The other day I asked John Brennand if he would loan me results from Semana-Nautica 15K for the 90s (I wanted to add them to the online SBAA database). Instead he gave me all the results he had, stretching back to 1955.
First thought: I wasn’t even born then!
In 1955 there were 13 finishers and the winning time was 52:46 and all of the top ten finished in under an hour (77%). In 2011 there were 286 finishers and the winning time was 48:33 and the top 20 finished in under an hour (7%). In that first decade the best time was 45:59, a time that has not been attained (or even approached) in the last decade — the recent best is 47:10 in 2005. There weren’t many people running then, but the ones who did run were fast.
Race entries seem to have been more formal in the ’50s. Practically everyone is identified by middle initial. In 1955 one gentleman was named “Philip S. Clarke Jr.”, but a decade later in 1965 he had morphed into “Phil Clarke”.
They don’t bother to add people’s ages on the result forms for the first decade. I guess that means everybody is young. The first ages seem to appear in 1968 and then only for masters runners (called veterans in those days). In 1969 there was a separate race for masters runners. In 1970 ages start to appear for non-masters runners and some are marked as “HS” (High School). Real age divisions first appear in 1979.
The race was originally a “team” race. Almost all runners were associated with a team and teams racked up points the way teams still do in cross country races. In the 70s teams are broken down by ages (So SBAA might field an Open team and a masters team). The last mention of teams was in 1979, and in 1980 only division results appeared. John Brennand has been trying recently to reintroduce teams.
Oh. And there are no women at first. None. It took a while for me to notice the absence. It’s not just that there is no m/f on the results forms… there are just no women’s names until maybe 1970.
In 1970 Lynn Buehler ran in 52:33. Lynn is ambiguous as to sex, though to me it usually means a woman. 52:33 is pretty fast for a woman, not completely impossible, but it is a faster time than any (other) woman has run in this race… Probably not.
In 1971 there are definitely three women in the race (out of 113 finishers). They are marked as “W” in the results. One is Vicki Foltz (1:00:58), Sue Delapa (1:11:46) and Cindy Pyle (1:13:09). And after that the number increases (almost) steadily.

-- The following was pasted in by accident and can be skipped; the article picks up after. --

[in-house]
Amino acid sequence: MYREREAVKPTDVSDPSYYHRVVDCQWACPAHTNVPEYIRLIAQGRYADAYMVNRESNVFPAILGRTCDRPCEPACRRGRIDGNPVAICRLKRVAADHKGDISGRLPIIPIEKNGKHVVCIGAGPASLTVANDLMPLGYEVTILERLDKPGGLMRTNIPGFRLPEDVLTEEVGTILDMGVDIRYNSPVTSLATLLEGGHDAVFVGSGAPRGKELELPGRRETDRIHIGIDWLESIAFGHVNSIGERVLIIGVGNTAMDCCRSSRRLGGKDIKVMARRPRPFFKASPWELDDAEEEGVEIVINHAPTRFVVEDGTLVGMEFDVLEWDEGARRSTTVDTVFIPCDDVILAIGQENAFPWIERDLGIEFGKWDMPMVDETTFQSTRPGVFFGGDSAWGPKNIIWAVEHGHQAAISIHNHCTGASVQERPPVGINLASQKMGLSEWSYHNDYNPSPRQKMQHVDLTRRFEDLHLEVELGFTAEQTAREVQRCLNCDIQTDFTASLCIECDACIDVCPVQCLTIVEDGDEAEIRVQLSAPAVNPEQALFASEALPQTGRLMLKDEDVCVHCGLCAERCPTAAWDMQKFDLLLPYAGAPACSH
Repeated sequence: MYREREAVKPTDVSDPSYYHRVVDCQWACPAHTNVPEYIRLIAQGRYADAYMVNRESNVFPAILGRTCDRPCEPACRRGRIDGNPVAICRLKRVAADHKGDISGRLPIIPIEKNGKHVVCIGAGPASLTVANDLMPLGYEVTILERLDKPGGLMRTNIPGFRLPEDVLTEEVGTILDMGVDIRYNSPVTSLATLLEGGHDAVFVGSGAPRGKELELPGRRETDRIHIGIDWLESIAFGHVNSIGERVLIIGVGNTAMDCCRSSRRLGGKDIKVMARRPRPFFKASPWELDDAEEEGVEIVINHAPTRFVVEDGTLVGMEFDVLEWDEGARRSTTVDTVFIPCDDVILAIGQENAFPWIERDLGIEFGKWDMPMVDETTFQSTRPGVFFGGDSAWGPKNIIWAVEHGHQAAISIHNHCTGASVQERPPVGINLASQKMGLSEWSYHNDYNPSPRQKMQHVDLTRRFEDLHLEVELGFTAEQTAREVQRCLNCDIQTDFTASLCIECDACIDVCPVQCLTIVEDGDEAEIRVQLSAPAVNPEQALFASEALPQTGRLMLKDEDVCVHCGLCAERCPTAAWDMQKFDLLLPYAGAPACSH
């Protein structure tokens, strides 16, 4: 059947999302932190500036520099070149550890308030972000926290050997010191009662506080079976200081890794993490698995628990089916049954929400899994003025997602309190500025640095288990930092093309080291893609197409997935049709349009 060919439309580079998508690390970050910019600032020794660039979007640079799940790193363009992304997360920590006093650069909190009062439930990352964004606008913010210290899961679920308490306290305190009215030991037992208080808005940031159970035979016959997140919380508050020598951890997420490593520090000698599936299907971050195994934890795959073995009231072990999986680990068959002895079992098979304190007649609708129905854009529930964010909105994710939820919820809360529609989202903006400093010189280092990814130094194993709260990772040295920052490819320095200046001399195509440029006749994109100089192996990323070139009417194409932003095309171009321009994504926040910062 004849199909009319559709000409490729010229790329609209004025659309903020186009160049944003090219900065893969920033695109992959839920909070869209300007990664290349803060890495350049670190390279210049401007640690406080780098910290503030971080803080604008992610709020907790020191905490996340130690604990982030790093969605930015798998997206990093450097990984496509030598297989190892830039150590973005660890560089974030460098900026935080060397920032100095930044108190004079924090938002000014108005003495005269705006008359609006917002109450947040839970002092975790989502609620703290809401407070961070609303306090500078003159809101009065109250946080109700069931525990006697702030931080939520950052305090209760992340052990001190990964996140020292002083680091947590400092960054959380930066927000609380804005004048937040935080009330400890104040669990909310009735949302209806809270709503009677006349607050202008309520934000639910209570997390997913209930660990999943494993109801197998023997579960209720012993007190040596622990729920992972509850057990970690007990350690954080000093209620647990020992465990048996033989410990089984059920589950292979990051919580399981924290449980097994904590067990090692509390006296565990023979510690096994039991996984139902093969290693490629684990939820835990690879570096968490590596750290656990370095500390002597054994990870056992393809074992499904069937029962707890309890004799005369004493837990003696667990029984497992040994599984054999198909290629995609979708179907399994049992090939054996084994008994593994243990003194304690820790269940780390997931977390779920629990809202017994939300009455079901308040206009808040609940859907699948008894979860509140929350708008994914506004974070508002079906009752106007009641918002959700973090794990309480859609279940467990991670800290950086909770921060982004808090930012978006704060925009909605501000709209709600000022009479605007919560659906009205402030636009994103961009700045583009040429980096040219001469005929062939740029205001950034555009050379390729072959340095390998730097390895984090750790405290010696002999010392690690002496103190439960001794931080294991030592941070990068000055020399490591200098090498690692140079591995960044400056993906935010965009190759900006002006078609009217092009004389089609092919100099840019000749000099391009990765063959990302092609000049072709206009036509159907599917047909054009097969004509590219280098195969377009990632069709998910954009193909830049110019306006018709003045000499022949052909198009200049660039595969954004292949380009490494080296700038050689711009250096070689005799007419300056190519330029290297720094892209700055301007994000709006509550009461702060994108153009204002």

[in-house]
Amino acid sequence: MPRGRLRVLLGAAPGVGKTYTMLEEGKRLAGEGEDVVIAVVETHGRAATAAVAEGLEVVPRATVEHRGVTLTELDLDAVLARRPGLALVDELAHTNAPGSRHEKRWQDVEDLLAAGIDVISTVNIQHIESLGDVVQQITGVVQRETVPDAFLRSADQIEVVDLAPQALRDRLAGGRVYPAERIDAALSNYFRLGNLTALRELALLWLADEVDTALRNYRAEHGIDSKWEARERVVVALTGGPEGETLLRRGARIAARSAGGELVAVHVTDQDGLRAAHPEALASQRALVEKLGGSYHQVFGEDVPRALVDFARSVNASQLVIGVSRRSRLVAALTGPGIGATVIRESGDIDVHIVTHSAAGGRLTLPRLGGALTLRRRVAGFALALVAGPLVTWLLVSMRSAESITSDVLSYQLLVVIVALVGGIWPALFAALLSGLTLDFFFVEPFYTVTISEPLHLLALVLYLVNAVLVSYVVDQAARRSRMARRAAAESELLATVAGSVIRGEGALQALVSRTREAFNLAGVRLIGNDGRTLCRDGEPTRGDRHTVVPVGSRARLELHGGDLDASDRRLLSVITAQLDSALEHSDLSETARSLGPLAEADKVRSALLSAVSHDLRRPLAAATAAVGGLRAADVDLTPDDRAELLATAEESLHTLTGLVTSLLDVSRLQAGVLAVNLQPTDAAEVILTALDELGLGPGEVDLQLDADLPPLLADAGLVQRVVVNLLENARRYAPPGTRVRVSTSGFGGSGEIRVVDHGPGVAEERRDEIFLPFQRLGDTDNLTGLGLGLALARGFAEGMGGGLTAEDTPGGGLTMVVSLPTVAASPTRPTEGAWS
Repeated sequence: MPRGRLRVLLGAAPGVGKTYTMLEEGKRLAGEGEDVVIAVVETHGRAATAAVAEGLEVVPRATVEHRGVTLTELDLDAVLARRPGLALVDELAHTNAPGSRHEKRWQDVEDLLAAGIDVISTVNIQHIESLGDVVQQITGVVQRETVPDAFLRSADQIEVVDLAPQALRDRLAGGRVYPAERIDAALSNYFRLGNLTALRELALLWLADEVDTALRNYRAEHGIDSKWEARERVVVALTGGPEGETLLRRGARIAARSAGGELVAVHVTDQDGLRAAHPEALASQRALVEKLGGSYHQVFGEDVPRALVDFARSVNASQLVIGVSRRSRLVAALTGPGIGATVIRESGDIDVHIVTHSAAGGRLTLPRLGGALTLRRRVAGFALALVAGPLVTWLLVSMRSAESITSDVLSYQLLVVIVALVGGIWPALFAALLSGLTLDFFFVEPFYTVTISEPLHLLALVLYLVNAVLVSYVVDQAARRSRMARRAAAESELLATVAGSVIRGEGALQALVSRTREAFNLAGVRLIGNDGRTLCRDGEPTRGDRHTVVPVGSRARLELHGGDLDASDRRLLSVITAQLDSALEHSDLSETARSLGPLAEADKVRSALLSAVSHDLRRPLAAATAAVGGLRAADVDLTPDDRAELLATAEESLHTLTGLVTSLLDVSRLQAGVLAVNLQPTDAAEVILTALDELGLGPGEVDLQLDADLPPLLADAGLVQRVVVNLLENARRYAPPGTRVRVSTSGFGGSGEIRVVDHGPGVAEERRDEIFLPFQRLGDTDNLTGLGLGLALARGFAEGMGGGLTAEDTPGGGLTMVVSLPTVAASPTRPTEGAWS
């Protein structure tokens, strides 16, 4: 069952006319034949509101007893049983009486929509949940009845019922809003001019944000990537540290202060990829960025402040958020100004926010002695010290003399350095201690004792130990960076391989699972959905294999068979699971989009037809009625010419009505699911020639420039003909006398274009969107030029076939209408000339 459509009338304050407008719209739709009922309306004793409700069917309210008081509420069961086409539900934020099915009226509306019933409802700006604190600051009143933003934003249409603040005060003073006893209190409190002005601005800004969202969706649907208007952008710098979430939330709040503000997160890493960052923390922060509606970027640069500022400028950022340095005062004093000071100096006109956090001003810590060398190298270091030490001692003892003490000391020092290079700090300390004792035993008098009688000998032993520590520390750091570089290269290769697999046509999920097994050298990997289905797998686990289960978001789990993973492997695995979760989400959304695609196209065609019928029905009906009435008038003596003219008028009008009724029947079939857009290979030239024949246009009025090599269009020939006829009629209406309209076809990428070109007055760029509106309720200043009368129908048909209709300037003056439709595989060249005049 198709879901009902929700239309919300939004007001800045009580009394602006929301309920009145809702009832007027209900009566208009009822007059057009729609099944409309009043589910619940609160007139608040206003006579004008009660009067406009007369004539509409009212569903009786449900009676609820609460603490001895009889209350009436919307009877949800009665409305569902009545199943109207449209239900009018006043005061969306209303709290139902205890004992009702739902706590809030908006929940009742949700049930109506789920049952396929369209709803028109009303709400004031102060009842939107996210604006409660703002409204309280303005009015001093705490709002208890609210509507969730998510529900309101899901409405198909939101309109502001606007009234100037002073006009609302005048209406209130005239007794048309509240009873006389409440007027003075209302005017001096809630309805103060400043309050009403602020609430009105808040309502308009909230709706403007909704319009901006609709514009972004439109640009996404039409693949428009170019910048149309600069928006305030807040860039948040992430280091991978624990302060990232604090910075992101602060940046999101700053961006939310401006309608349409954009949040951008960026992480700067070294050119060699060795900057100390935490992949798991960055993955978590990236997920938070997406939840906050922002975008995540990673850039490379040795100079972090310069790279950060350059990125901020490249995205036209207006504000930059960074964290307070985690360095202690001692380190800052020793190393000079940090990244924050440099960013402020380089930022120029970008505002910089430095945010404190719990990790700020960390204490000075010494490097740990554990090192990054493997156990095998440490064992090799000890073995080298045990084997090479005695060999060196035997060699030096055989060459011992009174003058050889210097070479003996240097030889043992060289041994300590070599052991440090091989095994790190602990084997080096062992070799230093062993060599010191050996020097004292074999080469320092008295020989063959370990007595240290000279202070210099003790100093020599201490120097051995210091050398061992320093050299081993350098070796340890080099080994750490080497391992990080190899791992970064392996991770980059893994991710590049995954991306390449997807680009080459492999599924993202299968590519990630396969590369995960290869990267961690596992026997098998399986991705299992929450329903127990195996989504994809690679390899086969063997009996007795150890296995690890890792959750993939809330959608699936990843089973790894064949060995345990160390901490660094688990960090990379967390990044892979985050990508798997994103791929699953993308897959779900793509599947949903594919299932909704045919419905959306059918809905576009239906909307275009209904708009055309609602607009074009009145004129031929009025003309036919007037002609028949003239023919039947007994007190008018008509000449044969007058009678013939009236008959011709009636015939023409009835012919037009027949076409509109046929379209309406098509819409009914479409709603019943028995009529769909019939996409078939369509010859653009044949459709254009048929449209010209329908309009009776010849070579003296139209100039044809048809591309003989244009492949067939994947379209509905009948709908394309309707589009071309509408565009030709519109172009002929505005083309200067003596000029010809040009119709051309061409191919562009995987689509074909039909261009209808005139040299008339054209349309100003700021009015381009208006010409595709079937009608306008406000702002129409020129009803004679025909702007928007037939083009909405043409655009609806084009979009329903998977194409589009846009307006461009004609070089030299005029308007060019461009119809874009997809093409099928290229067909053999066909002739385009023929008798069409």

Title IX passed in 1972, I wonder if there’s a connection?
It must have taken some courage to be one of those first few women…
As might be expected the course has changed over the years. For the first dozen years (through 1967) the race ran through the UCSB campus and made a double loop around the airport. In 1965 the course was lengthened by 30 yards (for two reasons, 1) this took into account tangents, 2) courses are supposed to be .1% longer than the actual distance to guard against measurement errors). Between 1968 and 1980 the course started and finished at San Marcos High School. In 1981 the start was moved to San Simeon Dr. and has been essentially the same ever since, though there have been some slight wiggles since then.
The men’s record stands at 45:14 and was set by Gary Tuttle in 1982 (his 6th win). The women’s record is 55:00 and is shared by Debra Sharp in 1986 (her first of three wins) and Linda Somers-Smith in 2003.
This made me wonder about the percentage of masters runners:
The results from the earlier years didn’t record people’s ages (I presume that means they were almost all young), so this graph starts at 1975 when ages were fairly well recorded. The black line represents the percentage runners of both sexes who are 40 or over, the blue male masters, and the red female masters. As you can see more than half of the runners are now masters, and about 2/3s of the men are. Interestingly that the percentage of masters women is less than that of masters men.
The winners have slowed a bit, but the percentage for people who can ran fast has fallen by a lot more. We’ve gone from having three quarters of the runners under an hour to having fewer than a tenth. Of course now-a-days the race has a wide range of ages (and both sexes) running, while that was not true back in the 50s. But age- and sex-grading should take that into account. So in the following graph the black line is the percentage of runners who broke an hour, while the grey line represents the age/sex-graded percentage who broke an hour (that is comparing a runner’s actual time against the world record for his/her age, and then extrapolating from that to how s/he would have run had s/he been a 25 year old male).
As you can see, even with age/sex-grading there has been a steady decline in speed.
John Voorhis points out that fast runners still exist — they just don’t bother to come up to Santa Barbara to race. To some extent this is true. Races have proliferated over the last half century. In the 50s this race was mostly filled with runners from LA, now it is mostly full of runners from SB. However it is also true that there were some very fast runners in SB itself in the 60s, 70s and 80s but now no one seems to be racing at that level.